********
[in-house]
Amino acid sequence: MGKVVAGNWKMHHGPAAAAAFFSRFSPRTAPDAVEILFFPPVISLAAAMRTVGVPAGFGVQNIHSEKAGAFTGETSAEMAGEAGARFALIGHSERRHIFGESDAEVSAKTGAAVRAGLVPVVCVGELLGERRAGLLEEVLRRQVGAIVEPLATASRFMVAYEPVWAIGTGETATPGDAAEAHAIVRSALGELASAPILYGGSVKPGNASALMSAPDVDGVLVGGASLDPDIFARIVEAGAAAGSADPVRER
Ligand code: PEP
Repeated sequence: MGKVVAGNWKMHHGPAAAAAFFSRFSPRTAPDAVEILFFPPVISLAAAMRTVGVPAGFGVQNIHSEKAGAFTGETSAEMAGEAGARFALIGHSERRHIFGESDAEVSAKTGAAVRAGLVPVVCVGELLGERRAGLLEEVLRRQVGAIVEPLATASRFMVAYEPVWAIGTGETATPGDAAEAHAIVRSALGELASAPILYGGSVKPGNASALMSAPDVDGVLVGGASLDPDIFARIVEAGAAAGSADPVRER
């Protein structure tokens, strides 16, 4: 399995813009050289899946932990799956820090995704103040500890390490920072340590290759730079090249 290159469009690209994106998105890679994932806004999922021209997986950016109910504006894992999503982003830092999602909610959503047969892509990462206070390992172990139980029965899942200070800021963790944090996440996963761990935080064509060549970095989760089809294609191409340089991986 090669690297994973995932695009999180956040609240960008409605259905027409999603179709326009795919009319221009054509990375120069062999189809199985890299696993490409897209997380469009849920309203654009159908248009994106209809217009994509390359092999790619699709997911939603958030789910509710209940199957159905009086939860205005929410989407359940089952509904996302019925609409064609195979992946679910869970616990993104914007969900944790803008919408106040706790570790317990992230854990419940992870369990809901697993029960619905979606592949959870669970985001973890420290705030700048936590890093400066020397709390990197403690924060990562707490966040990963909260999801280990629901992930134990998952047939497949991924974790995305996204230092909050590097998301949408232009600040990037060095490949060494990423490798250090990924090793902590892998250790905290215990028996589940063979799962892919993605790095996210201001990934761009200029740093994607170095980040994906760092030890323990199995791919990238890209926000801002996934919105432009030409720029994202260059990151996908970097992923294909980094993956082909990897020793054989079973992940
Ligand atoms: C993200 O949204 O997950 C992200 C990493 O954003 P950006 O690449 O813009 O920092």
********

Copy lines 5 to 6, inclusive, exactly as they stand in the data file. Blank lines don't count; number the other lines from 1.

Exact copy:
């Protein structure tokens, strides 16, 4: 399995813009050289899946932990799956820090995704103040500890390490920072340590290759730079090249 290159469009690209994106998105890679994932806004999922021209997986950016109910504006894992999503982003830092999602909610959503047969892509990462206070390992172990139980029965899942200070800021963790944090996440996963761990935080064509060549970095989760089809294609191409340089991986 090669690297994973995932695009999180956040609240960008409605259905027409999603179709326009795919009319221009054509990375120069062999189809199985890299696993490409897209997380469009849920309203654009159908248009994106209809217009994509390359092999790619699709997911939603958030789910509710209940199957159905009086939860205005929410989407359940089952509904996302019925609409064609195979992946679910869970616990993104914007969900944790803008919408106040706790570790317990992230854990419940992870369990809901697993029960619905979606592949959870669970985001973890420290705030700048936590890093400066020397709390990197403690924060990562707490966040990963909260999801280990629901992930134990998952047939497949991924974790995305996204230092909050590097998301949408232009600040990037060095490949060494990423490798250090990924090793902590892998250790905290215990028996589940063979799962892919993605790095996210201001990934761009200029740093994607170095980040994906760092030890323990199995791919990238890209926000801002996934919105432009030409720029994202260059990151996908970097992923294909980094993956082909990897020793054989079973992940
Ligand atoms: C993200 O949204 O997950 C992200 C990493 O954003 P950006 O690449 O813009 O920092």